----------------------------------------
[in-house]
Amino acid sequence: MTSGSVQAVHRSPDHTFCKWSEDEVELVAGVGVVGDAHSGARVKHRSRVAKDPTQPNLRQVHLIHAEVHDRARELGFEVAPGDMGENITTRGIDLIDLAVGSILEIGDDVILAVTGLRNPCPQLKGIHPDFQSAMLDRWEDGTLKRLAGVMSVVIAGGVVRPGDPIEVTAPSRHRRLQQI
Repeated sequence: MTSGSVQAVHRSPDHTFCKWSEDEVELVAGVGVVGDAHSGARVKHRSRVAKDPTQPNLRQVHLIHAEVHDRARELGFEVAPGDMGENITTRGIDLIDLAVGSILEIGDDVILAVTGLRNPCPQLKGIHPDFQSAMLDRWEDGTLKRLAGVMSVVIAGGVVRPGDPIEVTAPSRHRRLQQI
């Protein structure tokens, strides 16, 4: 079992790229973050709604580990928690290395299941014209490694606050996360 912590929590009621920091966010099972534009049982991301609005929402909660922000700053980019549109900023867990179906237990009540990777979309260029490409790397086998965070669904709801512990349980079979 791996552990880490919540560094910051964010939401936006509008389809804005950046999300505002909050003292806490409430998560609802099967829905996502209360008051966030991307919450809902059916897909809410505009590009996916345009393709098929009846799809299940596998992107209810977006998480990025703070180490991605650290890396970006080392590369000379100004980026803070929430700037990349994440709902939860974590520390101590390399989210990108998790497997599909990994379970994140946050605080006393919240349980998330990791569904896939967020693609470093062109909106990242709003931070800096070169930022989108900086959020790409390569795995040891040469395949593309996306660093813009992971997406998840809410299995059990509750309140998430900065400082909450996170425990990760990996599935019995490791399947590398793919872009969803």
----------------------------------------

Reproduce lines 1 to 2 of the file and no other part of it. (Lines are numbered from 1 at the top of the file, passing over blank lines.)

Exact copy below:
[in-house]
Amino acid sequence: MTSGSVQAVHRSPDHTFCKWSEDEVELVAGVGVVGDAHSGARVKHRSRVAKDPTQPNLRQVHLIHAEVHDRARELGFEVAPGDMGENITTRGIDLIDLAVGSILEIGDDVILAVTGLRNPCPQLKGIHPDFQSAMLDRWEDGTLKRLAGVMSVVIAGGVVRPGDPIEVTAPSRHRRLQQI